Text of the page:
Healthy Communities for Healthy Futures - Minnesota Department of Health

Healthy Communities for Healthy Futures

Group of women and girls enjoying food at a block party

The Children and Youth with Special Health Needs Program seeks proposals from community-based non-profit organizations, for-profit organizations, and Tribal Nations to deliver projects addressing health disparities in the leading risk factors for the most common birth conditions in Minnesota, including:

  • Diabetes
  • Obesity
  • Smoking
  • Hypertension
  • Substance misuse
  • STI's and other infections
  • Chemical exposures
  • Certain medications
  • Maternal stress

Many communities experience a disproportionate burden of these risk factors. Community-led approaches of addressing these risk factors are necessary to create positive, sustainable change in these disparities.

As such, this grant program will fund the development of new projects or enhance existing programs to address health disparities in the risk factors listed above with the goal of preventing future birth conditions in Minnesota. For more information on birth conditions in Minnesota and common risk factors, visit the Birth Conditions in Minnesota webpage.

Request for Proposals

Key Dates

Letter of Intent Deadline (optional): February 28, 2020
Q&A Deadline: February 28, 2020
Application Deadline: March 16, 2020
Program Dates: July 1, 2020 - June 30, 2023

Questions and Answers

All questions about the RFP must be submitted by email to health.birthdefects@state.mn.us or by phone at 651-201-3648. Questions and answers will be posted every Friday. Please submit questions no later than 4:30 pm Central Time on February 28, 2020. The final questions and answers will be posted on March 6, 2020.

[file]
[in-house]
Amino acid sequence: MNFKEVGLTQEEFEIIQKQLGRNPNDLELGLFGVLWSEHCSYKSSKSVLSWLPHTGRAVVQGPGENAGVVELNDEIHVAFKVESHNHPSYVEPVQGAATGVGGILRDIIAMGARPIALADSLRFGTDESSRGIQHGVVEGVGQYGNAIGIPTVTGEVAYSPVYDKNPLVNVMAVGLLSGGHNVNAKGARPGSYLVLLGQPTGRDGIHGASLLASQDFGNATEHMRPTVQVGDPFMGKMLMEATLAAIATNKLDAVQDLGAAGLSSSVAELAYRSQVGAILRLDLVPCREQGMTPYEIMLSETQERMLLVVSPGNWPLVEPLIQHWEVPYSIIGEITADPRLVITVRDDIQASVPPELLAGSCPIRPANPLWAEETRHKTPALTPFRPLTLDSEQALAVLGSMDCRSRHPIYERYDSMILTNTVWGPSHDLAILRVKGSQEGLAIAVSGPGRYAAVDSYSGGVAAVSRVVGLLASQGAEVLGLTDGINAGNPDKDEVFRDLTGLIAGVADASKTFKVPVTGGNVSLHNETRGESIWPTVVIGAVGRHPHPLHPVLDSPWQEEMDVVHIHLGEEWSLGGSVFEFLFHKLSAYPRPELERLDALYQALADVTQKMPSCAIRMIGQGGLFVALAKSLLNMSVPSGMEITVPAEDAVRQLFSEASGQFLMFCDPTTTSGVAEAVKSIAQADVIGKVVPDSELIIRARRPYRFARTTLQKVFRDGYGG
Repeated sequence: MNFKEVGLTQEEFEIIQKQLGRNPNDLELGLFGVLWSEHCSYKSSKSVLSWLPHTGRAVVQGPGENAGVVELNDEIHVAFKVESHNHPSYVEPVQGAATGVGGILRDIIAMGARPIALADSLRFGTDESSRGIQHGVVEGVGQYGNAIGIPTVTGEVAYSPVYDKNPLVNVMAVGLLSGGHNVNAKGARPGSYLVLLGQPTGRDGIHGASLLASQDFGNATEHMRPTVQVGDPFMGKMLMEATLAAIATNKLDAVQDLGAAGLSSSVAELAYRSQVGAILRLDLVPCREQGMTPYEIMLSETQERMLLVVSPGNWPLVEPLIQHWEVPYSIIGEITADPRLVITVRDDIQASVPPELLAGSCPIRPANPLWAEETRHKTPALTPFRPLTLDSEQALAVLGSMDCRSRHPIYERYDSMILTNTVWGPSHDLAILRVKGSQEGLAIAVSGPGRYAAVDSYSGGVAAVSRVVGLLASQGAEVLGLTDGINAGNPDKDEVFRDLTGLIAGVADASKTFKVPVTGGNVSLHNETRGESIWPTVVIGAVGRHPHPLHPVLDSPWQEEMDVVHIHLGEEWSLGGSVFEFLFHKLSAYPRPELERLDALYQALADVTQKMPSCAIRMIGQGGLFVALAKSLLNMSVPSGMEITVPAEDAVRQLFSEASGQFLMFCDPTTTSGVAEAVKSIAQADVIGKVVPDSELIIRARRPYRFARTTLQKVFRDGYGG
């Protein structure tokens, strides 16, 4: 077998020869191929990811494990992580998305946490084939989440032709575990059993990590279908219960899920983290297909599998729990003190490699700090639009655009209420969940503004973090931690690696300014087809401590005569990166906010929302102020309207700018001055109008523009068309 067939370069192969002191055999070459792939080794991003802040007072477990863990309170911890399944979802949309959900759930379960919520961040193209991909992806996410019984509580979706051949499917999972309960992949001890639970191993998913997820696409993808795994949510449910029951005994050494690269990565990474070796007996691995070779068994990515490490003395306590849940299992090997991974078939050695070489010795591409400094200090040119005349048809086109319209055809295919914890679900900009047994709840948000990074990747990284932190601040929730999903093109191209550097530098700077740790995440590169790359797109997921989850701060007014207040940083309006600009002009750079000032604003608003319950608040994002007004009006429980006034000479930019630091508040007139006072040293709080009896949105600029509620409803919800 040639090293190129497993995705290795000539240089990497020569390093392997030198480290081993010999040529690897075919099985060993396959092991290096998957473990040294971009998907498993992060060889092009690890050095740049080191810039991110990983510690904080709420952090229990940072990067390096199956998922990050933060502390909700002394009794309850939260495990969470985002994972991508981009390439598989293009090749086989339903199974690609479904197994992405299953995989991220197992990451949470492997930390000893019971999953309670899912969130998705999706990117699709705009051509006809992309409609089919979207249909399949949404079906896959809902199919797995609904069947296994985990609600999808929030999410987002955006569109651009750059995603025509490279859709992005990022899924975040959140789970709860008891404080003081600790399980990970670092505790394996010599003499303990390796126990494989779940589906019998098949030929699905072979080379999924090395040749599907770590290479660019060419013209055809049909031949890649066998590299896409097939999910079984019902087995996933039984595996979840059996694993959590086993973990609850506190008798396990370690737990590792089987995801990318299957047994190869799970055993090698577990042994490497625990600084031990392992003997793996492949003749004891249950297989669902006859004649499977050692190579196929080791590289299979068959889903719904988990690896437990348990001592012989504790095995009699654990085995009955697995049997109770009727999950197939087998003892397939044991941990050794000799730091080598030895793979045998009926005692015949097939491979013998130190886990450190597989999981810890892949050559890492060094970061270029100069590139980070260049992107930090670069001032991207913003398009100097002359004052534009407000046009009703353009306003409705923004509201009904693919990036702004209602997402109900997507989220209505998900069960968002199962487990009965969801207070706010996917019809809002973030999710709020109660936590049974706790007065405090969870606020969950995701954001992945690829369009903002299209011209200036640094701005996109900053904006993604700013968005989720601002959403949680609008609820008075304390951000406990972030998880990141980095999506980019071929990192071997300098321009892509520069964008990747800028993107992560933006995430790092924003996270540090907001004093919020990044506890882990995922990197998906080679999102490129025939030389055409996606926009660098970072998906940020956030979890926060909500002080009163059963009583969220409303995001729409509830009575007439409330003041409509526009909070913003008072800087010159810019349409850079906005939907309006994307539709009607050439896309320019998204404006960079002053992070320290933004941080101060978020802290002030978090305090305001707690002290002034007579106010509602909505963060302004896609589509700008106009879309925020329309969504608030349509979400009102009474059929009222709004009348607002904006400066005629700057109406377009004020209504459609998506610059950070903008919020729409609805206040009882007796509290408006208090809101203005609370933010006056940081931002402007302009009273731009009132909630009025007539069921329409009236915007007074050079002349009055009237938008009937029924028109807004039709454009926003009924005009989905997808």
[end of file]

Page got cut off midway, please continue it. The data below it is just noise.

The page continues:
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Communication

The quickest way to get ahold of me is to email health.birthdefects@state.mn.us. You may also call me at 651-201-3648. I try to be in the office; however, I often have meetings that take me away from my desk. You can leave a voicemail with your questions and I will post my responses on this Q&A webpage the Friday after you call. Otherwise, to guarantee that I am available to discuss your questions over the phone, the best thing to do is email me to schedule a time for a phone call.

Grant Overview

Each grantee can receive up to $37,500 each year for up to three years.
The grant program will fund two grantees for up to three years. Each grantee will receive up to $37,500 each year.Eligible Applicants

Eligible Applicants

Non-profit organizations, for-profit businesses, and Tribal Nations may apply for this grant. If the non-profit organization or for-profit business is owned by an individual, they should apply as their organization or business.
Academic institutions do not qualify as "community-based" organizations and would not be eligible to apply. However, academic institutions may partner with a community-based organization or Tribal Nation that is applying and fulfill the administrative responsibilities like managing invoices and sending in progress reports. The key is that the partnering community-based organization or Tribal Nation must be responsible for the majority of the project. Ensure the applicant organization or Tribal Nation outlines the administrative role of the academic institution in both the budget and work plan.